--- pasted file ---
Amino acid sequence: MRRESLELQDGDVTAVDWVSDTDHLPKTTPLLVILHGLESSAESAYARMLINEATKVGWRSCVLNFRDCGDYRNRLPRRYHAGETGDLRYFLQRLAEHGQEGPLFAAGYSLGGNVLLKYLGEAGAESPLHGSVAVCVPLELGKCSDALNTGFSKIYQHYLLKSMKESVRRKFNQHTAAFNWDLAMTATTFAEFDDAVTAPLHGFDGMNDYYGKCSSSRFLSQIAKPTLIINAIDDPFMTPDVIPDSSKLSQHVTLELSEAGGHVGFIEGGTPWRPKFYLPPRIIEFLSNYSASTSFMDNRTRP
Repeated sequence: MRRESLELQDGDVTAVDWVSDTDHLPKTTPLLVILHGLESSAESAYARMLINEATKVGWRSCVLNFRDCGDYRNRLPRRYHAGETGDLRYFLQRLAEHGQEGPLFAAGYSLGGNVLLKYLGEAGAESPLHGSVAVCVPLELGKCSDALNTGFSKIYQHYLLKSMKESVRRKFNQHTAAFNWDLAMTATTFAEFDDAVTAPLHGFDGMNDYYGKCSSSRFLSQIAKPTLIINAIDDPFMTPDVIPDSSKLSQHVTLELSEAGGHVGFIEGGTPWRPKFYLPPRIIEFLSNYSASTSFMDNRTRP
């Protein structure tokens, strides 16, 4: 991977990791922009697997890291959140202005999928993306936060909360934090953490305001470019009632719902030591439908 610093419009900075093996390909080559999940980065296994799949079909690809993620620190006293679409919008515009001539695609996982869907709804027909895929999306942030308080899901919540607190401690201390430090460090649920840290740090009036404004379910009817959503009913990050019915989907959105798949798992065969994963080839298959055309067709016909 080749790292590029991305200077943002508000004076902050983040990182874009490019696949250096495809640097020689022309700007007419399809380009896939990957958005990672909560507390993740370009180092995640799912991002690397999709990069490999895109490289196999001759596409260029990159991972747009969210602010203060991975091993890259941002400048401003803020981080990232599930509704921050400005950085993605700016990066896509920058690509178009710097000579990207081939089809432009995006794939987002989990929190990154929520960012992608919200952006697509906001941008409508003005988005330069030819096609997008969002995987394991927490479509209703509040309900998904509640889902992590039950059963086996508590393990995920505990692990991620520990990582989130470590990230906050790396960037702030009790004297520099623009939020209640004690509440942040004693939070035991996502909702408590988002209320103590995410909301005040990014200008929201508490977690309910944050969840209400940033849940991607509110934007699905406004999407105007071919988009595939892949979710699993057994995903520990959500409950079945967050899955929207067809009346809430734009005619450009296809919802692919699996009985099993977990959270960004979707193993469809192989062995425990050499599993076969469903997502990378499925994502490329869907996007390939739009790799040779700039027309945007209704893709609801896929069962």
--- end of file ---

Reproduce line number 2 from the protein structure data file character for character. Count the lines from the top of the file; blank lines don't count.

Repeated sequence: MRRESLELQDGDVTAVDWVSDTDHLPKTTPLLVILHGLESSAESAYARMLINEATKVGWRSCVLNFRDCGDYRNRLPRRYHAGETGDLRYFLQRLAEHGQEGPLFAAGYSLGGNVLLKYLGEAGAESPLHGSVAVCVPLELGKCSDALNTGFSKIYQHYLLKSMKESVRRKFNQHTAAFNWDLAMTATTFAEFDDAVTAPLHGFDGMNDYYGKCSSSRFLSQIAKPTLIINAIDDPFMTPDVIPDSSKLSQHVTLELSEAGGHVGFIEGGTPWRPKFYLPPRIIEFLSNYSASTSFMDNRTRP